I could go on. But the reality is I won’t make it out to more than a fraction of the world of musical fulfillment that’s out there for the taking. But you will, won’t you? So write me when you do. 

publisher@thewholenote.com

A funny thing happened

on the way from the lobby (the north lobby that is, of Roy Thomson Hall). I was on my way back from RTH to the WholeNote office here at the Centre for Social Innovation at 720 Bathurst Street, last Wednesday morning January 15 2014. I had been at the Simcoe-King punchbowl for a Toronto Symphony Orchestra 10am season launch for their 2014/15 season (more about that in a minute), and was heading back to the WholeNote office. On that particular morning it was cold enough that instead of my usual King-Streetcar-to-Bathurst/Bathurst-Streetcar to-Lennox saunter I took the coward’s way and slunk through the underground tunnels from RTH to St. Andrew and took the trains to Bathurst. And it was there that the aforementioned funny thing happened. Ah but I am going too fast. Some background is needed.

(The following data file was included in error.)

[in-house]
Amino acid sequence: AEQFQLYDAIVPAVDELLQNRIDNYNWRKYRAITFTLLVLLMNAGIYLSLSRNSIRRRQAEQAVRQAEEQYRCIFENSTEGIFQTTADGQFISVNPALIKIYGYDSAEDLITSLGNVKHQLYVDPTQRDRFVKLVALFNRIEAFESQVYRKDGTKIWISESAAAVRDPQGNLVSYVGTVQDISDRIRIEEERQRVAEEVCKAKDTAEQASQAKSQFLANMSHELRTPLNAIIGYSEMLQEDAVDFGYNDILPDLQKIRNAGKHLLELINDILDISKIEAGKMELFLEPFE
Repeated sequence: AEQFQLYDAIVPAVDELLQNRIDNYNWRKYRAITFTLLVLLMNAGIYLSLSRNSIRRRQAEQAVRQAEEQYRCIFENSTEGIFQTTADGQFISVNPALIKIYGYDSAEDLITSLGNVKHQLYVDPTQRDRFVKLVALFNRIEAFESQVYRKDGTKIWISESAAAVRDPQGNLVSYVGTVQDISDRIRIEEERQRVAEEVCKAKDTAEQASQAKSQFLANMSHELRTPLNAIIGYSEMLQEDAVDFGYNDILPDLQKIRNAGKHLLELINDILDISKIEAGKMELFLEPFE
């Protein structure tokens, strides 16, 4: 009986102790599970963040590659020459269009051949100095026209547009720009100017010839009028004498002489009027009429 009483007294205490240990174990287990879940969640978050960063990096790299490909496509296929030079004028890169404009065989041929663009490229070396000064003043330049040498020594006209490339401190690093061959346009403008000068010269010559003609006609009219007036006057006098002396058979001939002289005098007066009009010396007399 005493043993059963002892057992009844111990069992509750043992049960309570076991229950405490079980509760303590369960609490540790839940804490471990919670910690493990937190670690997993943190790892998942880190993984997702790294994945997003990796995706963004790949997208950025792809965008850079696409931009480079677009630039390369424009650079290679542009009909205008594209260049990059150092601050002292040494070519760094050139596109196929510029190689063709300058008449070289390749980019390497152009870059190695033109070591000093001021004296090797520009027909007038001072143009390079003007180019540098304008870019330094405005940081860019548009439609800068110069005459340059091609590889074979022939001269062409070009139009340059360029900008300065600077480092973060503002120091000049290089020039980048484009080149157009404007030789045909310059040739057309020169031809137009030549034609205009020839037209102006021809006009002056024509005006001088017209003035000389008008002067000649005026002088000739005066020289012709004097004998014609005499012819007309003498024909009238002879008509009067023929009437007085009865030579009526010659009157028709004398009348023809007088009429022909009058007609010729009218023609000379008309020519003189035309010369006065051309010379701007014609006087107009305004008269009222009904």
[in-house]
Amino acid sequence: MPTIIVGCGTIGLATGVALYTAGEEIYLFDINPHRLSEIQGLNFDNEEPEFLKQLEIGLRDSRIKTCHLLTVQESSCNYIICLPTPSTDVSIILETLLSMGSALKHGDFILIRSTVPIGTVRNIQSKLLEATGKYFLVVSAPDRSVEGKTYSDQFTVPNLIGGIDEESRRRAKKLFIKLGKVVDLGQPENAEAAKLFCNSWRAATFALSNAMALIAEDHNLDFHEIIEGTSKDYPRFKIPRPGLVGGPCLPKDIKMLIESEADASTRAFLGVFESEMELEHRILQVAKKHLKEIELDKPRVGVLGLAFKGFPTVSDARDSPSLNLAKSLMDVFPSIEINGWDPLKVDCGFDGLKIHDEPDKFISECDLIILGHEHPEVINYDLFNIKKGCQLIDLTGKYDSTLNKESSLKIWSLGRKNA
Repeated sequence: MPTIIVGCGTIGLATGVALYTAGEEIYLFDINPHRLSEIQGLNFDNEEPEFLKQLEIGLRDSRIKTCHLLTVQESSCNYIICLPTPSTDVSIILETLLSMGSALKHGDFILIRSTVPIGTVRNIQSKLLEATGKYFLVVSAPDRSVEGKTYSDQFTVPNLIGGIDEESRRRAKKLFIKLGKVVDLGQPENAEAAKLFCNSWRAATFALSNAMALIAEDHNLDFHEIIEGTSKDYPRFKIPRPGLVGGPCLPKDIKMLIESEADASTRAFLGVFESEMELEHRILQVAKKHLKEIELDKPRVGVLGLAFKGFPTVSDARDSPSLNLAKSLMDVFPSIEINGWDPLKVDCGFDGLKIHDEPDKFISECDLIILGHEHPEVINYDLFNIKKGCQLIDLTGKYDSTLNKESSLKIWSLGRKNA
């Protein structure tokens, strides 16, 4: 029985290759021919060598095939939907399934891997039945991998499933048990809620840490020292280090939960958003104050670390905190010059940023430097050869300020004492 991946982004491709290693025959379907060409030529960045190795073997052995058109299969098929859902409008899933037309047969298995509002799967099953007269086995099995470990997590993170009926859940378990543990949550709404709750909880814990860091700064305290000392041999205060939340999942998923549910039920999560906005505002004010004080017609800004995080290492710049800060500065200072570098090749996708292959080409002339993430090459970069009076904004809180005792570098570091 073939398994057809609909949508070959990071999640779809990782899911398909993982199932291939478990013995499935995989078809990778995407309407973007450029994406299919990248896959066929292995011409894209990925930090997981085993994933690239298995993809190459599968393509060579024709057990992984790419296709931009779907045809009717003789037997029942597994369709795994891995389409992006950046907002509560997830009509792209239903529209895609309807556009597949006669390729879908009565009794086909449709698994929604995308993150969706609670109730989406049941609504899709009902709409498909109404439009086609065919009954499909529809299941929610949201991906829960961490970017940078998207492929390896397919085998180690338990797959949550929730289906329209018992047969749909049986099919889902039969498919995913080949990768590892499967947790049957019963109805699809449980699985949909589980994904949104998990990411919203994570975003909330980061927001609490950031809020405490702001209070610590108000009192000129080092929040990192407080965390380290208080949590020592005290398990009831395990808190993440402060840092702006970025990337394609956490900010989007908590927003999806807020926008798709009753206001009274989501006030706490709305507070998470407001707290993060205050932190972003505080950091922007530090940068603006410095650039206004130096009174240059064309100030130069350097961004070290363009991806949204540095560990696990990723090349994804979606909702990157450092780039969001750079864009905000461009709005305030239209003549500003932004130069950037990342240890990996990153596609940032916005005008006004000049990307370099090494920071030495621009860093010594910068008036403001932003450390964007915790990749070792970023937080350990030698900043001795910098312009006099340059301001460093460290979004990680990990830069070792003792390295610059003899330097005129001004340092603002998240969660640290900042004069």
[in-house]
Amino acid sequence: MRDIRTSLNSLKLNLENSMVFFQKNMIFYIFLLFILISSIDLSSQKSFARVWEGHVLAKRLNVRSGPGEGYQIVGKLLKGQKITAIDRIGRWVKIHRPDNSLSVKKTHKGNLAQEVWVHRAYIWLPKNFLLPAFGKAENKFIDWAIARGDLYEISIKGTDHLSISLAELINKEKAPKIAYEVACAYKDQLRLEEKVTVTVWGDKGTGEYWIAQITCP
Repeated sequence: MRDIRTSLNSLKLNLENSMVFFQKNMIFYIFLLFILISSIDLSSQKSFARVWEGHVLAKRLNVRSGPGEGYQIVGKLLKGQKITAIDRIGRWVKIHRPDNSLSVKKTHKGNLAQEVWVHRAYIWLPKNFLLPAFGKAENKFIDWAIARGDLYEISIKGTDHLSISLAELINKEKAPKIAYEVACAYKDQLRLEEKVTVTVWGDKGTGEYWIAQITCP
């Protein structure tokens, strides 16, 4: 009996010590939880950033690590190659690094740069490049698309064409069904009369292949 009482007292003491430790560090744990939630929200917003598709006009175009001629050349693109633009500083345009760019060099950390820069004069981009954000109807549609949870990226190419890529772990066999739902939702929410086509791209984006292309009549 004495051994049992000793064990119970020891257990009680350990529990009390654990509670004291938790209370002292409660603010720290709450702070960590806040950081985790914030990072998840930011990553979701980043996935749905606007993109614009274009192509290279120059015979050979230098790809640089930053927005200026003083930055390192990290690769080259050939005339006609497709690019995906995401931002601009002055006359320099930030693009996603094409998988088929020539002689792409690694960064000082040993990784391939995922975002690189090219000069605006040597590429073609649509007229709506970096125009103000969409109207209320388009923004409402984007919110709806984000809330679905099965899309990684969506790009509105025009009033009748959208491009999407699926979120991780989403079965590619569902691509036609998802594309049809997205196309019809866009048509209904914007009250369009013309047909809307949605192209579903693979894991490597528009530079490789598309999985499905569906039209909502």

Two bits of history

First bit of history: around 10 or 12 years ago the TTC decided that loitering at Bathurst subway station was becoming a real problem. The best possible way to deal  with the perceived problem, their experts decided, was to pipe non-stop classical music into the station, reasoning that the loiterers, being of a certain ilk, would be so offended that they would vacate. 

Second bit of history: around two years ago the TTC decided that the pigeons who had moved into residence inside the Bathurst subway station were becoming a real problem (riding the escalators to the platforms, for example).  The way to deal with the problem, the experts said, was to pipe loud recordings of hawks at unpredictable intervals into the station, reasoning that any self-respecting pigeon would immediately beat a retreat no matter how cold it was outside.

Back to our story

And so it was that at around 12:30pm this past January 15 I was strolling through the mezzanine level at Bathurst subway station, my press kit from the TSO season launch in one hand and a patty from the station patty shop in the other. And right then, a funny thing happened. What happened was that the Brandenburg concerto (in A440) stopped, and simultaneously Grieg’s Peer Gynt Suite and a Sharp-shinned Hawk launched their respective cadences into the mezzanine.  And nary a loiterer bolted. And not one pigeon ducked for cover.